The CBX 3500 clears up the questions regarding Lucent's plans for the multiservice edge, a category that's been all the rage among equipment vendors this year and a sore spot for Lucent watchers. Lack of such a product led Lucent to lose a Verizon Communications Inc. (NYSE: VZ) contract to Ciena Corp. (Nasdaq: CIEN), which had recently acquired WaveSmith Networks' edge kit (see Ciena Seals Verizon Deal).
The new box also answers the older question of when Lucent was going to upgrade the CBX 500, which hasn't seen a major new release since 1999.
The CBX 3500 comes in the nick of time for next week's Supercomm tradeshow, where multiservice edge routing will be on the lips of competitors, including Ciena, Alcatel SA (NYSE: ALA; Paris: CGEP:PA), Cisco Systems Inc. (Nasdaq: CSCO), Hammerhead Systems Inc., Juniper Networks Inc. (Nasdaq: JNPR), Laurel Networks Inc., Nortel Networks Ltd. (NYSE/Toronto: NT), Riverstone Networks Inc. (OTC: RSTN.PK), and Tellabs Inc. (Nasdaq: TLAB; Frankfurt: BTLA). Lucent will be at the show demonstrating video services running on a network consisting of CBX 500s, CBX 3500s, and a core of Juniper routers.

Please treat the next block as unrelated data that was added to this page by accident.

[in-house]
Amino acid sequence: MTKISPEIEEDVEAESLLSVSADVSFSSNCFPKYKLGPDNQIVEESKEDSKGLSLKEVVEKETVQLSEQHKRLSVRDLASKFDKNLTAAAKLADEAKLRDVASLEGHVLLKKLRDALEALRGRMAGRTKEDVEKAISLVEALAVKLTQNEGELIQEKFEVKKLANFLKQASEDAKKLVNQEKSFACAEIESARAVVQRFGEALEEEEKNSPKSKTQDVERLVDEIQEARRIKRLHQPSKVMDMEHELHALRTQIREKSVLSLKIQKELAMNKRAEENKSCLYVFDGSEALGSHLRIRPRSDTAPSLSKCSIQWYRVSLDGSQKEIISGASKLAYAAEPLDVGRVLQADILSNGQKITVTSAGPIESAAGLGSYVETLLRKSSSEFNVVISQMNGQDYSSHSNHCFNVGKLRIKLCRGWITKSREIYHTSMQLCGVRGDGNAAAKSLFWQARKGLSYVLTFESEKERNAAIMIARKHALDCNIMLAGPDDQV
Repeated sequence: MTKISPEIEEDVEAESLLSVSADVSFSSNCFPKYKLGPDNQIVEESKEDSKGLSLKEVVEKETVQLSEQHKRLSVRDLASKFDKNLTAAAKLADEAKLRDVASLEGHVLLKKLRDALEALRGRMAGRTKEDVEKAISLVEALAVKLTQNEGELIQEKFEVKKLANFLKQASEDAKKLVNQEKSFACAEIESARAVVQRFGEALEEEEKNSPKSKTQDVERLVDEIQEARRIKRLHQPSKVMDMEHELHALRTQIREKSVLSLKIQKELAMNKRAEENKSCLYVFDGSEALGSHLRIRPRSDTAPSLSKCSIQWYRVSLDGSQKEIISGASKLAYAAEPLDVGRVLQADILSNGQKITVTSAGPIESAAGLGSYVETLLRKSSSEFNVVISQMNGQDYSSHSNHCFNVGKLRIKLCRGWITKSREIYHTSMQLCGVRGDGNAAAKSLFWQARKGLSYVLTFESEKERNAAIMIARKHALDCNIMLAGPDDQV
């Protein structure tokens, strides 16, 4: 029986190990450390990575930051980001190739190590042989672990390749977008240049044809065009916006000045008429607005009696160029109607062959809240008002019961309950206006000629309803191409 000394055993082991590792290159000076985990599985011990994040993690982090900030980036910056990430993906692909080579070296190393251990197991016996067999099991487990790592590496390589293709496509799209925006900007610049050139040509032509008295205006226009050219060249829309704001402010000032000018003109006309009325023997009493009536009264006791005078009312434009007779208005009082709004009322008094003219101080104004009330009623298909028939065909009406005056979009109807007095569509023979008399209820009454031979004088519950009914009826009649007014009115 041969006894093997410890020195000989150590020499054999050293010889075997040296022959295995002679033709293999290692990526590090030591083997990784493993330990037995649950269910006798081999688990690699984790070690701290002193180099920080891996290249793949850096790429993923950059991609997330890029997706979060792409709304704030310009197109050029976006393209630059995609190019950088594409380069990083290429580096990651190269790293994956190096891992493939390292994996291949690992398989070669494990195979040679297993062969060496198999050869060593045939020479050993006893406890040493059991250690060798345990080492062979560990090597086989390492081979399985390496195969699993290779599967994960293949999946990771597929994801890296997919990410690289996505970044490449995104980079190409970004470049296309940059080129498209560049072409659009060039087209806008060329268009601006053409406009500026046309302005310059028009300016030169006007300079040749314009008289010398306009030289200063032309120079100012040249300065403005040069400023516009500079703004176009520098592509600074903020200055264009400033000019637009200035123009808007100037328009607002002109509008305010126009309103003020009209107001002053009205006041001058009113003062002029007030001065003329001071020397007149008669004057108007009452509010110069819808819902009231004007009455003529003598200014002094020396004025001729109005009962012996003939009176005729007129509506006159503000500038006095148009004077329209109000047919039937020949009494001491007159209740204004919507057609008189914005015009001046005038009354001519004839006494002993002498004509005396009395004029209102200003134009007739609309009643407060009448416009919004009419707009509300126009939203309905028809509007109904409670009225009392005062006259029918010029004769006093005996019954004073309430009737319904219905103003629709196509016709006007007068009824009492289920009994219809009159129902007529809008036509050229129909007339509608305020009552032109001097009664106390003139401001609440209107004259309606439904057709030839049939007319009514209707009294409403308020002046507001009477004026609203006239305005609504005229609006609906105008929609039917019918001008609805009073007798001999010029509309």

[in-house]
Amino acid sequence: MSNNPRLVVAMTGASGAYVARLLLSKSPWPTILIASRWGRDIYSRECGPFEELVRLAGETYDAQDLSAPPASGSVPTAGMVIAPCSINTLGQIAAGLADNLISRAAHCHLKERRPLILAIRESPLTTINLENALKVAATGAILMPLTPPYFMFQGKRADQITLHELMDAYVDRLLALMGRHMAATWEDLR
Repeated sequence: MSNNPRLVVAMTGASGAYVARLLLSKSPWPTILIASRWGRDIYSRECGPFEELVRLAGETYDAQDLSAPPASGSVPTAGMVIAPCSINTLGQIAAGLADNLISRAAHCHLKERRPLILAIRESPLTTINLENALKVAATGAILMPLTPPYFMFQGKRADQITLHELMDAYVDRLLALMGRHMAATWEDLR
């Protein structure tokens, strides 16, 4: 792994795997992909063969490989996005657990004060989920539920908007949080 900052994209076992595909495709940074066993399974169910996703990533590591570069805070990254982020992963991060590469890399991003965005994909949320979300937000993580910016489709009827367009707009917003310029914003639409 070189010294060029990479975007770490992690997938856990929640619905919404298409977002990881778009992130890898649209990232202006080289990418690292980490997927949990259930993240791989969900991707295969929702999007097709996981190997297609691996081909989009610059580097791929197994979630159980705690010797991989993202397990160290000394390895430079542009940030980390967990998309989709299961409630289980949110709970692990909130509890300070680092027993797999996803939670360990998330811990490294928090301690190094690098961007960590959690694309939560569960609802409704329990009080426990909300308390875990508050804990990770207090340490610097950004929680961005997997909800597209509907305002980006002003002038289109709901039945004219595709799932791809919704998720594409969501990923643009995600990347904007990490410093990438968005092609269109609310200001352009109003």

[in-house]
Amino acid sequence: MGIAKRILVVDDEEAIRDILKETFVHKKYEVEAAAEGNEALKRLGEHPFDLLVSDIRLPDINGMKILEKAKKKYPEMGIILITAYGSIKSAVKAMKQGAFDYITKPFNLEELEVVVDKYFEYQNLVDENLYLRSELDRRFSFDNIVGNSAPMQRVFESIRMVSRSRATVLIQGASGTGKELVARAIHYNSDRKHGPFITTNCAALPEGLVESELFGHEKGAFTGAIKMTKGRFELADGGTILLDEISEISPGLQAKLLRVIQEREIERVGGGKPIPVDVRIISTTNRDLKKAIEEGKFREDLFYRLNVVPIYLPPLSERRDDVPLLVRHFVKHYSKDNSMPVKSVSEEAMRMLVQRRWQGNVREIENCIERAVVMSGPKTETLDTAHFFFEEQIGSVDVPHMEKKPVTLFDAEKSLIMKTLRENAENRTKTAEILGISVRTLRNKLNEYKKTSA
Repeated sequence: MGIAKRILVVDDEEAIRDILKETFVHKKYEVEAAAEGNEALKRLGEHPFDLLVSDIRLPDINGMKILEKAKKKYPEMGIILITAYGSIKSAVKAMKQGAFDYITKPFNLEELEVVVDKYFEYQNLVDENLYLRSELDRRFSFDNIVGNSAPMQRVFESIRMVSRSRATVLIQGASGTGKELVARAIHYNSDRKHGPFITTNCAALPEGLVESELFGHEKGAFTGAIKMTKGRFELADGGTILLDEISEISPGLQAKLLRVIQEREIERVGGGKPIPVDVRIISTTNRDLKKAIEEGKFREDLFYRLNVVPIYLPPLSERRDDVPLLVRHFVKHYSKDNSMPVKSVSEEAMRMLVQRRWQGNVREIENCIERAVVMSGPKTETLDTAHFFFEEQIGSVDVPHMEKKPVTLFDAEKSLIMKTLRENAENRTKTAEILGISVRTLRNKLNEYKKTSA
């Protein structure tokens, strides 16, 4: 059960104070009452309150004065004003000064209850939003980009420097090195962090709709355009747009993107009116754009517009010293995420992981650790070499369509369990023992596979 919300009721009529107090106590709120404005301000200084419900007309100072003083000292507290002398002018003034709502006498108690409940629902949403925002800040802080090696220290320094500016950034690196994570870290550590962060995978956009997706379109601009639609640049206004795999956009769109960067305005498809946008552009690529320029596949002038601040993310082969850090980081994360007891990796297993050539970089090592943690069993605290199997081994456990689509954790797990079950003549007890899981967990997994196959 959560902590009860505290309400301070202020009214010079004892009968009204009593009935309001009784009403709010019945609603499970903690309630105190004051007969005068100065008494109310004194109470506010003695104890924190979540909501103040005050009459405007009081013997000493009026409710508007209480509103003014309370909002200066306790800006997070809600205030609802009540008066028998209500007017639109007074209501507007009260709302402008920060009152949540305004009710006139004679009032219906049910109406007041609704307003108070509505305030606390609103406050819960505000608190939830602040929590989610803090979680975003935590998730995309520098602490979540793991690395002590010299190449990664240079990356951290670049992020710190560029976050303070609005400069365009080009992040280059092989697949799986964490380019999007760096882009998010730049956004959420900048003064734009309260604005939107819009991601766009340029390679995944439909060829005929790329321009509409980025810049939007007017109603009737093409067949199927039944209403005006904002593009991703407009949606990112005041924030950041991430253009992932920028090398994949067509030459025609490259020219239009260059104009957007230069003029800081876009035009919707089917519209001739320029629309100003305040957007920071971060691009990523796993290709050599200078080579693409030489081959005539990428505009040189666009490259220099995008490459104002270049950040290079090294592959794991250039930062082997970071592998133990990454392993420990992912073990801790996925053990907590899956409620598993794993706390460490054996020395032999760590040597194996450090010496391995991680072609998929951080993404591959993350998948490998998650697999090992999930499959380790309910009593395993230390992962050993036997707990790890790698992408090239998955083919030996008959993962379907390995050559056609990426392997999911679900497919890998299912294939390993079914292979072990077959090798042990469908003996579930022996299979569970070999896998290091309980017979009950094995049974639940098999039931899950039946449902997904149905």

Lucent also has potential customers lined up. China Unicom Ltd. is announcing plans to test the CBX 3500, and several U.S.-based tests will begin this month, says Michael Nielsen, president of Lucent's multiservice switching division.
The half-rack CBX 3500 turns out to have 70 Gbit/s of capacity, but it's not all available at first. Beta versions have shipped with just 10 Gbit/s, and line cards for the first production versions will only provide 35 Gbit/s -- one OC48 port in each of 14 usable slots (with two slots reserved for switch fabrics). This matches the two-staged schedule previously reported by sources (see Lucent's WaveSmith Killer). Lucent officials aren't giving a timeframe on tapping the full 70 Gbit/s.
But, as expected, the CBX 3500 will stay true to Lucent's Layer 2 roots and is tailored for established Lucent customers. It supports cards from the CBX 500 and uses the same MXOS operating system. It does ratchet up the density, carrying 5 Gbit/s per slot as opposed to the 622 Mbit/s on the CBX 500, and supports interfaces from DS0 up to OC48.